Image: Photo: Jianfeng Yang / Tampere University.
In case you didn’t know: insects are dying. In, fact, researchers believe we are in the middle of an ‘insect extinction event’, with data suggesting the total mass of insects is falling by 2.5% a year, meaning they could vanish within a century. But besides them swarming around you during a picnic, insects, provide a valuable, multi-billion-dollar service: pollination. Therefore, news of a tiny, winged robot run on wind and light coming out of Tampere University have built hopes the device could pick up some of the pollinating slack!
Researchers of the Light Robots group at Tampere University are researching how to make smart material fly. Using stimuli-responsive polymers, a material that has previously brought promises for next-gen, small-scale, wirelessly controlled soft-bodied robots, engineers have used these materials to make small robots walk, swim and jump, but no one has been able to make them fly yet.
Hao Zeng, Academy Research Fellow and the group leader, and Jianfeng Yang, a doctoral researcher, however, have come up with this new design for their project that aims to change that. Called FAIRY: Flying Aero-robots based on Light Responsive Materials Assembly, the researchers have developed a polymer-assembly robot that flies by wind and is controlled by light.
“Superior to its natural counterparts, this artificial seed is equipped with a soft actuator. The actuator is made of light-responsive liquid crystalline elastomer, which induces opening or closing actions of the bristles upon visible light excitation,” explains Hao Zeng.
The responsive polymer allows the creation of artificial, autonomously operating structures. This means that light can be used to change the shape of the small fluffy ‘dandelion’ structured device to take advantage of a gust of wind to fly. The ‘fairy’ itself can then manually adapt to the direction of the wind and force by changing its shape. A light beam is used to control the take-off and landing actions of this polymer assembly, as in dark and calm weather, the fairy stays still, but when there is enough light, the structure opens.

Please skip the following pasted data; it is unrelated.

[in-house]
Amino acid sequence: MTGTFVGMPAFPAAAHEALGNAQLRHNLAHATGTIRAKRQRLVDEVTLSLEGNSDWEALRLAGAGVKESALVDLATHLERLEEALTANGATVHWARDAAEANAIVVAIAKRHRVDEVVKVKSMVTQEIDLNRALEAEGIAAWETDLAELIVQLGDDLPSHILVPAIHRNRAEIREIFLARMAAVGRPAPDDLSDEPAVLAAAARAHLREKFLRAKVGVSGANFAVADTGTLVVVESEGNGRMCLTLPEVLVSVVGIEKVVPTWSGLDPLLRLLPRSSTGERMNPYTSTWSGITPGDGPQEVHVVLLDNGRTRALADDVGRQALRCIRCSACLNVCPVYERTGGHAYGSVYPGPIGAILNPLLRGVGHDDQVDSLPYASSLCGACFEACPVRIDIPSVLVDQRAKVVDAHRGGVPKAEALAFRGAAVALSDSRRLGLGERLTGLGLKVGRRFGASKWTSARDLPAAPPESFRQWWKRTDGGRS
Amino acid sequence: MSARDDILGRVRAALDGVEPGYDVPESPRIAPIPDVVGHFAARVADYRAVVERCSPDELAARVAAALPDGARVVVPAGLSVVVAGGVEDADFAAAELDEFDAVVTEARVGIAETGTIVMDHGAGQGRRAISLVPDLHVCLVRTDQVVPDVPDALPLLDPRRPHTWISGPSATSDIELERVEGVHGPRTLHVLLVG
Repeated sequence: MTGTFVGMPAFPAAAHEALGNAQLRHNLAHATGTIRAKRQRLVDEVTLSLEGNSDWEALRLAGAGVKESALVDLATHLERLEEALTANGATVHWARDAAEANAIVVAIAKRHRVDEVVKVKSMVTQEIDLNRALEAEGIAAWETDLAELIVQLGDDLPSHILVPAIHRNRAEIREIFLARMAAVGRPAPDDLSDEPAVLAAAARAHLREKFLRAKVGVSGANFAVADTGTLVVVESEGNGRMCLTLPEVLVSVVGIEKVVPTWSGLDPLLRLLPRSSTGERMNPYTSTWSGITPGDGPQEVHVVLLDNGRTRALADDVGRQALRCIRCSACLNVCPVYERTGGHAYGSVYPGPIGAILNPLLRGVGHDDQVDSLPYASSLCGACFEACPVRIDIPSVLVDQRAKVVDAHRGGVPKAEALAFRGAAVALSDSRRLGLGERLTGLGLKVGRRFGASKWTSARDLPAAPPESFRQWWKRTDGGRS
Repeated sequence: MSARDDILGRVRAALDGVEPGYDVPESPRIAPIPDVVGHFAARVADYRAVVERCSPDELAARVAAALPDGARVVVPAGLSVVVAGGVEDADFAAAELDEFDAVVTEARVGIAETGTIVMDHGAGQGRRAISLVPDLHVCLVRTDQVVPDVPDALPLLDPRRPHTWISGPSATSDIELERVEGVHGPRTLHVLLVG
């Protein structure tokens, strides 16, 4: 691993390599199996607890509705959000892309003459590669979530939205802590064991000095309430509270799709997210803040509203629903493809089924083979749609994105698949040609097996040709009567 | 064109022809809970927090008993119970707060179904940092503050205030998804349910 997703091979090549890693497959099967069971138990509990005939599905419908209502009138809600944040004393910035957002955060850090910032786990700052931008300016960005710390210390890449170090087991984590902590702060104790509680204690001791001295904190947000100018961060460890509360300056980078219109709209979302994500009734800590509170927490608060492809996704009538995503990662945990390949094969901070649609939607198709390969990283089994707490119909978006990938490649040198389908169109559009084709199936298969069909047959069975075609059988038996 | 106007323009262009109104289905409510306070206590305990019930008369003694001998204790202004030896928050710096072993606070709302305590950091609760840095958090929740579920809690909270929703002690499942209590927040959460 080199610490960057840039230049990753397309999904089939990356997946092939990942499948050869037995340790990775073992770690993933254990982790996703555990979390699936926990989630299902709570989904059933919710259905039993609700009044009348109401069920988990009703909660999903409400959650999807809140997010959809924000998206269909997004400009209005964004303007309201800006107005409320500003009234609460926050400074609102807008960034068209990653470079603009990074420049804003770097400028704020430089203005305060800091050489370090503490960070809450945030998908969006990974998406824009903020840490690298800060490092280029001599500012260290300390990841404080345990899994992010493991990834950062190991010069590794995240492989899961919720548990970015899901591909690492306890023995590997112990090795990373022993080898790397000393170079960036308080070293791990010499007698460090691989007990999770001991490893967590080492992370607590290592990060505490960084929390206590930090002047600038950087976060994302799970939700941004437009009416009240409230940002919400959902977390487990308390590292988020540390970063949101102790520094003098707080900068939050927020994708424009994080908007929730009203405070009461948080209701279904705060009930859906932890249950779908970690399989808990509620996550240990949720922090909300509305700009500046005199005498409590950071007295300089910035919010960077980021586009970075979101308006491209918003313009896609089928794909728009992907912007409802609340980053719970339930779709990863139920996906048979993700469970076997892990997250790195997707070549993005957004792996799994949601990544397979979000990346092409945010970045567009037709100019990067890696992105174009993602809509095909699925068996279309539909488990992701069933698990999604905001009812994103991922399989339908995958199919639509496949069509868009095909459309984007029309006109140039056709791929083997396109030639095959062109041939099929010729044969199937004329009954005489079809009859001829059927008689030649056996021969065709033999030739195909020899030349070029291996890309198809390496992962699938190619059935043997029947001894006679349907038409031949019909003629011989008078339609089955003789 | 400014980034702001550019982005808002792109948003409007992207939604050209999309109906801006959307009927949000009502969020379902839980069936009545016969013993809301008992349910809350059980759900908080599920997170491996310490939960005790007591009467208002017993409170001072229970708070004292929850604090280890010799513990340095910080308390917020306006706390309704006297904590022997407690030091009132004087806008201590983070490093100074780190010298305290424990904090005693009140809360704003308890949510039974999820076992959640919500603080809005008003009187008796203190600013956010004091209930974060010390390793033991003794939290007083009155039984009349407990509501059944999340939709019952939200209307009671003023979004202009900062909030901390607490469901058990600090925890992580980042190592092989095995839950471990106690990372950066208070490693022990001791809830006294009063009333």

Additionally, the artificial fairy features several biomimetic features that accommodate such flight; its high porosity (0.95) and lightweight (1.2mg) structure allow it to easily float in the air and be directed by the wind, and a stable separated vortex ring generation enables long-distance wind-assisted travelling.
“This would have a huge impact on agriculture globally since the loss of pollinators due to global warming has become a serious threat to biodiversity and food production,” Zeng says.
It’s hoped this project could see a future where millions of artificial ‘dandelion seeds’ carrying pollen could be dispersed by natural winds and then steered by light to specific areas with plants or trees awaiting pollination.
The researchers are now focusing on improving the material sensitivity to enable the device’s operation in sunlight and will up-scale the structure so that it can carry micro-electronic devices – like GPS – and biochemical compounds.
“It sounds like science fiction, but the proof-of-concept experiments included in our research show that the robot we have developed provides an important step towards realistic applications suitable for artificial pollination,” Zeng states.
But despite the promising applications, there are still issues that stand in the way of implementation. One such issue is, even if you can control it with wind and light, how can you then control the landing of this small device in a precise way? Can the devices be reused? Or if not, can they be made biodegradable?
Yet, the FAIRY project, which started September 2021, will last until August 2026, giving the team time to test, implement and refine the device.
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